AUSTIN (KXAN) — As COVID-19 cases and hospitalizations continue to climb in Austin-Travis County, health leaders officially moved the area to Stage 4 guidelines. It also updated its guidance to include what those with and without booster shots should do.
For people who are fully vaccinated and boosted, Stage 4 guidelines recommend masking in all situations, even when gathering outdoors. For people who are not fully vaccinated or boosted, it recommends eliminating travel and only dining or shopping through takeout or curbside service.
The move to Stage 4 comes after the area saw an uptick in community transmission rate, hospitalizations and county positivity rate, the metrics used to inform the risk-based guidelines. It also comes after holidays gatherings and before New Year’s Eve celebrations.
Austin-Travis County’s community transmission rate is currently 404.96, compared to 319.7 in the entire state, health leaders said in a release. These numbers are calculated based on total new cases in the past 7 days per 100,000 people.
The Ascension Texas, Baylor Scott & White and St. David’s hospital systems in the Austin area said in a joint statement they have seen an increase in the number of COVID-19 patients needing to be hospitalized. A spokesperson for the hospital systems said the increase in cases is putting more stress on staffing.
If patients overwhelm hospitals, the spokesperson said each hospital has a “surge plan” where all available patient care space is utilized, and even further, they’ve worked with Austin Public Health to develop an alternate care site that is ready to open, if need be.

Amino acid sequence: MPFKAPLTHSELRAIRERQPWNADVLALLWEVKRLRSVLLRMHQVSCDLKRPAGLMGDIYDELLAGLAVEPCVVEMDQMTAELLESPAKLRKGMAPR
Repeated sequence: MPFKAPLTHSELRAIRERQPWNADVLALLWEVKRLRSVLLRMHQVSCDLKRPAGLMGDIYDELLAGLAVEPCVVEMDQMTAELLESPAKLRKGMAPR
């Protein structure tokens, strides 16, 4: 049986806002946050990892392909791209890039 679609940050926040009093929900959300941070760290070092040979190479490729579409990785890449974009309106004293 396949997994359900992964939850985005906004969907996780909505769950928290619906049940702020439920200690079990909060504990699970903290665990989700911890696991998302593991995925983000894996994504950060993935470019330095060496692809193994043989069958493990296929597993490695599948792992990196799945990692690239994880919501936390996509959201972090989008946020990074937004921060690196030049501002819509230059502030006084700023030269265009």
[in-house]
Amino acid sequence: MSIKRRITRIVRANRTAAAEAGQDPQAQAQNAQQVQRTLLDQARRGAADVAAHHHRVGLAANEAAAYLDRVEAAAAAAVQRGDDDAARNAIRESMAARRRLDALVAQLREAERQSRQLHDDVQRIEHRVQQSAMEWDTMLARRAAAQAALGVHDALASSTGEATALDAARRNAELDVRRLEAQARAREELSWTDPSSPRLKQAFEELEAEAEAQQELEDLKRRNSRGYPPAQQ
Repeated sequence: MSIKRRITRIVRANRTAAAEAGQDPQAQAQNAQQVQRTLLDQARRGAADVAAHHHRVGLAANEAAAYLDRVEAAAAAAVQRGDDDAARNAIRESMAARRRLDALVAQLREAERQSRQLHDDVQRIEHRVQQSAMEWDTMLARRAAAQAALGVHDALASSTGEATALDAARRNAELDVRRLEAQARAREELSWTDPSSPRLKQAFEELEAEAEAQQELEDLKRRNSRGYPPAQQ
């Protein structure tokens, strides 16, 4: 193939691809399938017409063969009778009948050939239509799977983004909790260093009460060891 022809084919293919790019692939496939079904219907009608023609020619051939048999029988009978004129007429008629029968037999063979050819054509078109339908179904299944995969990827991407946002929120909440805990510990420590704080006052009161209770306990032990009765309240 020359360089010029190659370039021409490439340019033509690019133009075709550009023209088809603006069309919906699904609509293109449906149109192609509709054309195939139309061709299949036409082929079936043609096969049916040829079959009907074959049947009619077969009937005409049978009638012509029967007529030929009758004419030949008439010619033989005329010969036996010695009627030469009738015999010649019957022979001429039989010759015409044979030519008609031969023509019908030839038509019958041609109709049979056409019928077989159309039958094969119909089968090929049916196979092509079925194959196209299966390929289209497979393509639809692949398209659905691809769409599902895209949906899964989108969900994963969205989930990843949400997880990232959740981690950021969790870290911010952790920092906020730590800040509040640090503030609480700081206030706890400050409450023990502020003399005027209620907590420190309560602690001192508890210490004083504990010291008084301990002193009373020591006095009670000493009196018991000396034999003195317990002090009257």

When asked last week about the New Year’s Eve fireworks hosted by the City of Austin, Dr. Desmar Walkes, the local health authority, said they will go as planned, but they expect people not to gather to watch the show.
“That is to be viewed from afar, there are no plans for gathering, there are no vendors, no bands,” Walkes said. “We are expecting people to view it from their vehicles or in the downtown area people may be able to look at it through their windows.”
Testing sites around Austin-Travis County have seen lines that, in some cases, are hundreds of cars long after health leaders asked people to test before and after holiday travel and gatherings. Testing professionals told KXAN the positivity rate and case numbers in Austin are likely higher than recorded because of the popularity of at-home tests right now.
People who have tested positive for COVID-19 described their symptoms to KXAN as being similar to that of having allergies, others said they ran a fever and experienced difficulties breathing.
“If you have any symptoms at all do not write it off,” Ana Lopez, a central Texas woman who is vaccinated, got her booster shot and tested positive for COVID-19 last week, said. “We’re not out of the woods so please just use some discretion.”
The CDC is reporting roughly 90% of cases in the six-state region Texas is in are omicron. While testing you would do at a pharmacy or a drive-thru site do not tell you which variant you have, and only tells you whether you have COVID-19 or not, Austin Public Health says they’re working with state and national partners to sequence test local cases.
They said it’s safe to assume there is rapid community transmission of the omicron variant in Central Texas right now.
“One of the greatest traits of Austin-Travis County is how we have consistently been one of the leaders in the state when it comes to lower Community Transmission Rates. Our people have continually stepped up for the greater good and been the example of how to navigate the COVID-19 surges with masking, social distancing, and vaccinations,” Walkes said. “However, as our vigilance begins to wane, our community is falling behind. We can’t afford to be lax in our prevention efforts and I’m confident that Austin-Travis County will once again lead the way.”
If you are experiencing symptoms of COVID-19, or are exposed to the virus, here is a list of places to get a COVID-19 test in Austin.